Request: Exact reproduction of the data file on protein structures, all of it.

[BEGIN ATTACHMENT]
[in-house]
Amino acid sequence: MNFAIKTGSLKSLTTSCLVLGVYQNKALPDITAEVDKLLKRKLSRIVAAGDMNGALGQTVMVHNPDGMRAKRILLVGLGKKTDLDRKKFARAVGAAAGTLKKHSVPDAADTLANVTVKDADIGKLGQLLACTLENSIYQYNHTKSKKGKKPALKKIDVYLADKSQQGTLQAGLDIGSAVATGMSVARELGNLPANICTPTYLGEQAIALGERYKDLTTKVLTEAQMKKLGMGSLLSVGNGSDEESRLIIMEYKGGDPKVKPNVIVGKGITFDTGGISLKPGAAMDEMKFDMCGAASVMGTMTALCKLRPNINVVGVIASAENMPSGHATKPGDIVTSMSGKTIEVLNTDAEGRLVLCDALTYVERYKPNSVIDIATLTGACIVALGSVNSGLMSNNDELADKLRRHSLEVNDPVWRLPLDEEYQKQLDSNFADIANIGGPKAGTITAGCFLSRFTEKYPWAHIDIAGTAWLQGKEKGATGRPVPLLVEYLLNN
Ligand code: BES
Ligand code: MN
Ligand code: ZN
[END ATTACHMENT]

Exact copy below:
[in-house]
Amino acid sequence: MNFAIKTGSLKSLTTSCLVLGVYQNKALPDITAEVDKLLKRKLSRIVAAGDMNGALGQTVMVHNPDGMRAKRILLVGLGKKTDLDRKKFARAVGAAAGTLKKHSVPDAADTLANVTVKDADIGKLGQLLACTLENSIYQYNHTKSKKGKKPALKKIDVYLADKSQQGTLQAGLDIGSAVATGMSVARELGNLPANICTPTYLGEQAIALGERYKDLTTKVLTEAQMKKLGMGSLLSVGNGSDEESRLIIMEYKGGDPKVKPNVIVGKGITFDTGGISLKPGAAMDEMKFDMCGAASVMGTMTALCKLRPNINVVGVIASAENMPSGHATKPGDIVTSMSGKTIEVLNTDAEGRLVLCDALTYVERYKPNSVIDIATLTGACIVALGSVNSGLMSNNDELADKLRRHSLEVNDPVWRLPLDEEYQKQLDSNFADIANIGGPKAGTITAGCFLSRFTEKYPWAHIDIAGTAWLQGKEKGATGRPVPLLVEYLLNN
Ligand code: BES
Ligand code: MN
Ligand code: ZN